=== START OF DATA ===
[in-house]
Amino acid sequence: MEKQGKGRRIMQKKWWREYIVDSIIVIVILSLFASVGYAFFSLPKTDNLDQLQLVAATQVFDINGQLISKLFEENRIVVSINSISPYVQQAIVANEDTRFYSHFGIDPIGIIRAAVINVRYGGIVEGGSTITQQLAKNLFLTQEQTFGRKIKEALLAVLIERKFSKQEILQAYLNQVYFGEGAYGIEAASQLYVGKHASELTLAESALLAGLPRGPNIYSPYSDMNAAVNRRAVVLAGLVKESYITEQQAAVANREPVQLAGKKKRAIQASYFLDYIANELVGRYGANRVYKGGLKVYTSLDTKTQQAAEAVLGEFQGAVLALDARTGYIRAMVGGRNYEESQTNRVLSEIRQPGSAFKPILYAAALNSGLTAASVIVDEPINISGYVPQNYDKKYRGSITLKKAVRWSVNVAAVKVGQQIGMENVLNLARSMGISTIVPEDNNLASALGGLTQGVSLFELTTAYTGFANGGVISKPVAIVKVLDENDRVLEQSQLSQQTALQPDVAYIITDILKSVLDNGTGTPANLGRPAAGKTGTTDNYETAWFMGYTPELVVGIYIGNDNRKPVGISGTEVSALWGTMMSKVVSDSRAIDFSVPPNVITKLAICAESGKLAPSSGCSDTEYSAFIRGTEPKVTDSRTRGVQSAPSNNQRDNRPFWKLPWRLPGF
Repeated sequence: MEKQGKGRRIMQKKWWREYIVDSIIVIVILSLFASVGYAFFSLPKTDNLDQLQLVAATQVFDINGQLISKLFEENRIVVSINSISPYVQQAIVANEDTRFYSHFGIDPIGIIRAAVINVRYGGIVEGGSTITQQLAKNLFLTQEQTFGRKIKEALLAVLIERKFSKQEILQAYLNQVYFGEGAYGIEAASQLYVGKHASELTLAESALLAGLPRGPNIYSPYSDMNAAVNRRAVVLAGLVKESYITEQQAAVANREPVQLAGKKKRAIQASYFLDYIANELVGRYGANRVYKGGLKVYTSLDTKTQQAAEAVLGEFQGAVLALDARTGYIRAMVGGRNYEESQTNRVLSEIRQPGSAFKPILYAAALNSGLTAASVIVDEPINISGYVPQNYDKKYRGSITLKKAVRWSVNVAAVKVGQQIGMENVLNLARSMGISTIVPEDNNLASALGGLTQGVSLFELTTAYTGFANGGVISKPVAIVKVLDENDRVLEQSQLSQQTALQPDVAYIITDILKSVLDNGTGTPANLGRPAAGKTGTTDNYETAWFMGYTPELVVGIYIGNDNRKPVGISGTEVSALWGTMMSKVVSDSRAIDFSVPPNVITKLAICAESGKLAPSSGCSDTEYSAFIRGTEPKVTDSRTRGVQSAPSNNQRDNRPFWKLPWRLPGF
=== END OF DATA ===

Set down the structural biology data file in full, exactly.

[in-house]
Amino acid sequence: MEKQGKGRRIMQKKWWREYIVDSIIVIVILSLFASVGYAFFSLPKTDNLDQLQLVAATQVFDINGQLISKLFEENRIVVSINSISPYVQQAIVANEDTRFYSHFGIDPIGIIRAAVINVRYGGIVEGGSTITQQLAKNLFLTQEQTFGRKIKEALLAVLIERKFSKQEILQAYLNQVYFGEGAYGIEAASQLYVGKHASELTLAESALLAGLPRGPNIYSPYSDMNAAVNRRAVVLAGLVKESYITEQQAAVANREPVQLAGKKKRAIQASYFLDYIANELVGRYGANRVYKGGLKVYTSLDTKTQQAAEAVLGEFQGAVLALDARTGYIRAMVGGRNYEESQTNRVLSEIRQPGSAFKPILYAAALNSGLTAASVIVDEPINISGYVPQNYDKKYRGSITLKKAVRWSVNVAAVKVGQQIGMENVLNLARSMGISTIVPEDNNLASALGGLTQGVSLFELTTAYTGFANGGVISKPVAIVKVLDENDRVLEQSQLSQQTALQPDVAYIITDILKSVLDNGTGTPANLGRPAAGKTGTTDNYETAWFMGYTPELVVGIYIGNDNRKPVGISGTEVSALWGTMMSKVVSDSRAIDFSVPPNVITKLAICAESGKLAPSSGCSDTEYSAFIRGTEPKVTDSRTRGVQSAPSNNQRDNRPFWKLPWRLPGF
Repeated sequence: MEKQGKGRRIMQKKWWREYIVDSIIVIVILSLFASVGYAFFSLPKTDNLDQLQLVAATQVFDINGQLISKLFEENRIVVSINSISPYVQQAIVANEDTRFYSHFGIDPIGIIRAAVINVRYGGIVEGGSTITQQLAKNLFLTQEQTFGRKIKEALLAVLIERKFSKQEILQAYLNQVYFGEGAYGIEAASQLYVGKHASELTLAESALLAGLPRGPNIYSPYSDMNAAVNRRAVVLAGLVKESYITEQQAAVANREPVQLAGKKKRAIQASYFLDYIANELVGRYGANRVYKGGLKVYTSLDTKTQQAAEAVLGEFQGAVLALDARTGYIRAMVGGRNYEESQTNRVLSEIRQPGSAFKPILYAAALNSGLTAASVIVDEPINISGYVPQNYDKKYRGSITLKKAVRWSVNVAAVKVGQQIGMENVLNLARSMGISTIVPEDNNLASALGGLTQGVSLFELTTAYTGFANGGVISKPVAIVKVLDENDRVLEQSQLSQQTALQPDVAYIITDILKSVLDNGTGTPANLGRPAAGKTGTTDNYETAWFMGYTPELVVGIYIGNDNRKPVGISGTEVSALWGTMMSKVVSDSRAIDFSVPPNVITKLAICAESGKLAPSSGCSDTEYSAFIRGTEPKVTDSRTRGVQSAPSNNQRDNRPFWKLPWRLPGF